On a grand pendulum, the Mideast is once again swinging from reaction to action, from revenge to diplomacy, after far too much violence in recent months.
Yasser Arafat is free, and Israeli Prime Minister Ariel Sharon is in Washington this week, spelling out his peace plan. Along with a Saudi plan, it will be put in a stew that the US is cooking up for the region at a conference planned for this summer.
All this motion reflects President Bush's hope for more foreign intervention. The UN, Arab states, Russia, and Europe are being invited to the conference. That won't sit well with Israel, which prefers to deal only with the US, because it can rein in any American president with a political tug by its lobby in Washington. But a regional approach fits Mr. Bush's other goal of rallying Arab support for toppling Saddam Hussein.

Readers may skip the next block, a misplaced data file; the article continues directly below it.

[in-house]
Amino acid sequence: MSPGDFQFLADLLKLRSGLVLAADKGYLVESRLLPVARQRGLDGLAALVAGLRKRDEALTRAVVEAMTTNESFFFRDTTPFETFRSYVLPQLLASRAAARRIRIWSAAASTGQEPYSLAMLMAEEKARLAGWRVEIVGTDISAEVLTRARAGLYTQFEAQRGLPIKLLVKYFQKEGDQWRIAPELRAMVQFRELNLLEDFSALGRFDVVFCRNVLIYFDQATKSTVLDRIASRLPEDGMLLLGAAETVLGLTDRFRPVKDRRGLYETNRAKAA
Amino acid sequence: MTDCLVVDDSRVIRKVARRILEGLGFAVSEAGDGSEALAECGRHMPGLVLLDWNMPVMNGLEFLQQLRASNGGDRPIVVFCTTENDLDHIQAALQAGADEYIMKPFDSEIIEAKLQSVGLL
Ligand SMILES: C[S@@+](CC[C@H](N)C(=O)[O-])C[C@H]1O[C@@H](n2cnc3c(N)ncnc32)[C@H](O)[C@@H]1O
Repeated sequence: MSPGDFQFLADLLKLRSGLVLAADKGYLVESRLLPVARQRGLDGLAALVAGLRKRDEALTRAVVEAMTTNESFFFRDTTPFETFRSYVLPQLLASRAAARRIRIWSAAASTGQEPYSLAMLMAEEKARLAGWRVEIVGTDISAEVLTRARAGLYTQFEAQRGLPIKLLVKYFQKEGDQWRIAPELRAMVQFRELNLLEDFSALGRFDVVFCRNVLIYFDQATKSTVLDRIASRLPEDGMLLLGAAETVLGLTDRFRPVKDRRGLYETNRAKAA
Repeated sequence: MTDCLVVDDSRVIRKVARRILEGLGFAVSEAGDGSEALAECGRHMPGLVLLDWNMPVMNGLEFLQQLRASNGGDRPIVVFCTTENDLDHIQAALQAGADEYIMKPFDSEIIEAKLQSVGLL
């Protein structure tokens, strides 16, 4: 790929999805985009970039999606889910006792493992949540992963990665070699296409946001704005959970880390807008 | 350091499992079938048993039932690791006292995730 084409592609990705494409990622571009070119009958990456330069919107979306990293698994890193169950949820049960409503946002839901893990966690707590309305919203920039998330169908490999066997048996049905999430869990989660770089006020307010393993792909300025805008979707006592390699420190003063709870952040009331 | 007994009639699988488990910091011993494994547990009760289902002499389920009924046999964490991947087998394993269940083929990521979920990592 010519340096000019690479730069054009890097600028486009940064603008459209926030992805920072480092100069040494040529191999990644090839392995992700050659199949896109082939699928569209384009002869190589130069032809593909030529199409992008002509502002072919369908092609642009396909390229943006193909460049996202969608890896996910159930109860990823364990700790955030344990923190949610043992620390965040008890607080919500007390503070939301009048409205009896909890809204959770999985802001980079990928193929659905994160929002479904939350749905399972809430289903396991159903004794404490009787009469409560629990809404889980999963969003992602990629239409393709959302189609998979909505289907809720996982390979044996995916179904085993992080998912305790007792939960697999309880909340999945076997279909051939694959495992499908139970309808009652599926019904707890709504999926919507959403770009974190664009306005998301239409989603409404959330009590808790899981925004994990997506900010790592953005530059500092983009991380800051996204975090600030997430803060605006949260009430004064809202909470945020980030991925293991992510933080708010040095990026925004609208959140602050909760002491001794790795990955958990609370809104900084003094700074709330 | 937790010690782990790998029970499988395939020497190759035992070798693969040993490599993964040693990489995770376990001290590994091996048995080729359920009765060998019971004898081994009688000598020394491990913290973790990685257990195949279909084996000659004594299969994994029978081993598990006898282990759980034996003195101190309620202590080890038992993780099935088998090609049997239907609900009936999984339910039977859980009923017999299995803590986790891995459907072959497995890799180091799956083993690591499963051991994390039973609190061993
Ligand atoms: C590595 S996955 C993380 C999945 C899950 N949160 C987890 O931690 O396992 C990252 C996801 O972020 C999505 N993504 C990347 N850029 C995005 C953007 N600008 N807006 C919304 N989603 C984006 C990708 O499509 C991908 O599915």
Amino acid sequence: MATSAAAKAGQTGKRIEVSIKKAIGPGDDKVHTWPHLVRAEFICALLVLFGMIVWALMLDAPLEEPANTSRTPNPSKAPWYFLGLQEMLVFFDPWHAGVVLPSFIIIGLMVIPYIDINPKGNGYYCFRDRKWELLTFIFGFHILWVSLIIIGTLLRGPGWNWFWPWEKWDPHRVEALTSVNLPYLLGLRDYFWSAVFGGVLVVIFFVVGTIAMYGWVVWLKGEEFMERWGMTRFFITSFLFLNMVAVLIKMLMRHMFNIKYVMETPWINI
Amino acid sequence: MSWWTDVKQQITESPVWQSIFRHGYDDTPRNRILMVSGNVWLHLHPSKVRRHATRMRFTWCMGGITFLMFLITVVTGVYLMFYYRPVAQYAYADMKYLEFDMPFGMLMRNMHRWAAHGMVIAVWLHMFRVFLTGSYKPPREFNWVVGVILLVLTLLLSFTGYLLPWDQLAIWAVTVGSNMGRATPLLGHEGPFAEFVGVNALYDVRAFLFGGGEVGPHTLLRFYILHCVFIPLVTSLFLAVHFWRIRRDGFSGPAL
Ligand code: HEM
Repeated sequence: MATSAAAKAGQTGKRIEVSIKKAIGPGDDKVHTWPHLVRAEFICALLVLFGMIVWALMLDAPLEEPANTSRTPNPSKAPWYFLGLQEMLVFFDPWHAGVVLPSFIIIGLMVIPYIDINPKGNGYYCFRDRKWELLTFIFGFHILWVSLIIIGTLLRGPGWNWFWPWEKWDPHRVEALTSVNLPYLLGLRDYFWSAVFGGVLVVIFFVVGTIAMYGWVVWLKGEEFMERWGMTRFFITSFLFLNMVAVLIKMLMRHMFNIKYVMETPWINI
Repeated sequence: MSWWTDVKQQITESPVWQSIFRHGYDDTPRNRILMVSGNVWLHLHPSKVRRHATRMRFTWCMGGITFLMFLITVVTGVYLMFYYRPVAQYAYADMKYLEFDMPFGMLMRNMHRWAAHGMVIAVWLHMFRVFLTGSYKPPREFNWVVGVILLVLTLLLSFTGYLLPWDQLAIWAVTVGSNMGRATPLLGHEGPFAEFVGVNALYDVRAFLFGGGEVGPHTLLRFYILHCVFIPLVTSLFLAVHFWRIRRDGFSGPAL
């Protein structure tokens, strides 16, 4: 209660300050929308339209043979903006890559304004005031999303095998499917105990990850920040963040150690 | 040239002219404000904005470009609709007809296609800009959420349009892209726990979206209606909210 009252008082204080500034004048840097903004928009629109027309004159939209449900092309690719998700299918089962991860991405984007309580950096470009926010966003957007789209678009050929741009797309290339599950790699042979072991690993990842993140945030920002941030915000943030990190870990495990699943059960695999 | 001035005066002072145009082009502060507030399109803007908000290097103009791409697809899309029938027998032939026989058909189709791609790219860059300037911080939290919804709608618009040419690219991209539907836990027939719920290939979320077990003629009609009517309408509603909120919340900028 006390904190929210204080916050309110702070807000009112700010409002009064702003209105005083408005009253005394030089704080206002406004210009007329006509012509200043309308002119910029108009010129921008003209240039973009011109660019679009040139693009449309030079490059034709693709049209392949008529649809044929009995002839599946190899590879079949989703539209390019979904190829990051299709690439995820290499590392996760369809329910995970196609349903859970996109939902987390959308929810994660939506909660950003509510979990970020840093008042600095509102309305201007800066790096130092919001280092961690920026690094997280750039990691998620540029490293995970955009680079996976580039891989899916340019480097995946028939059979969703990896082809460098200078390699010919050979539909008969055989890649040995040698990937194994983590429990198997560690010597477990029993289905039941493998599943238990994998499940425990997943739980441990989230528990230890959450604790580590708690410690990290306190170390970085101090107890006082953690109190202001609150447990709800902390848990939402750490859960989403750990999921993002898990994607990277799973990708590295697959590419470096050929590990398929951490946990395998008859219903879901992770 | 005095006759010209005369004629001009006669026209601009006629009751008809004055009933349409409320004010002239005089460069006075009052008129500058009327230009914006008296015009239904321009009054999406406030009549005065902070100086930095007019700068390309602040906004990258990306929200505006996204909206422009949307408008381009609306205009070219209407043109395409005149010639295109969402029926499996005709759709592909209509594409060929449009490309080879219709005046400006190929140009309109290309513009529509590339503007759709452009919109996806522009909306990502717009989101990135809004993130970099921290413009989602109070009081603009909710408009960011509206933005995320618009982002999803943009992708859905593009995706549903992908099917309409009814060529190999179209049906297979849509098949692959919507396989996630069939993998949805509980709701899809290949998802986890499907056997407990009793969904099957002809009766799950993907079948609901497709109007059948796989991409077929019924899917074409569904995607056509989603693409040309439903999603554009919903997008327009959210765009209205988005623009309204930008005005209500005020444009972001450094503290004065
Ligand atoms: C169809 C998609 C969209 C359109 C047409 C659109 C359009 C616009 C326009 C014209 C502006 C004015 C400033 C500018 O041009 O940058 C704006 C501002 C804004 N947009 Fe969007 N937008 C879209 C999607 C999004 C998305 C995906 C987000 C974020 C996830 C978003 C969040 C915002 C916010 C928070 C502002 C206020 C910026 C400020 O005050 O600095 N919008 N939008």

And Bush may also try to bypass another Israeli concern by trying to make a Palestinian state more viable through economic aid and other means. The peace process fell apart because Palestinians saw no future, especially under corrupt, ineffectual leaders. Israel may not think it can end suicide bombings by uplifting Palestinians, but the US does.
And the US will likely still deal with Mr. Arafat, despite Mr. Sharon's contention that he's little better than Osama bin Laden. The US can find no alternative to Arafat as a peace agent.
Barring more bombings and Israeli counterstrikes, this could be the summer of hope for the Middle East.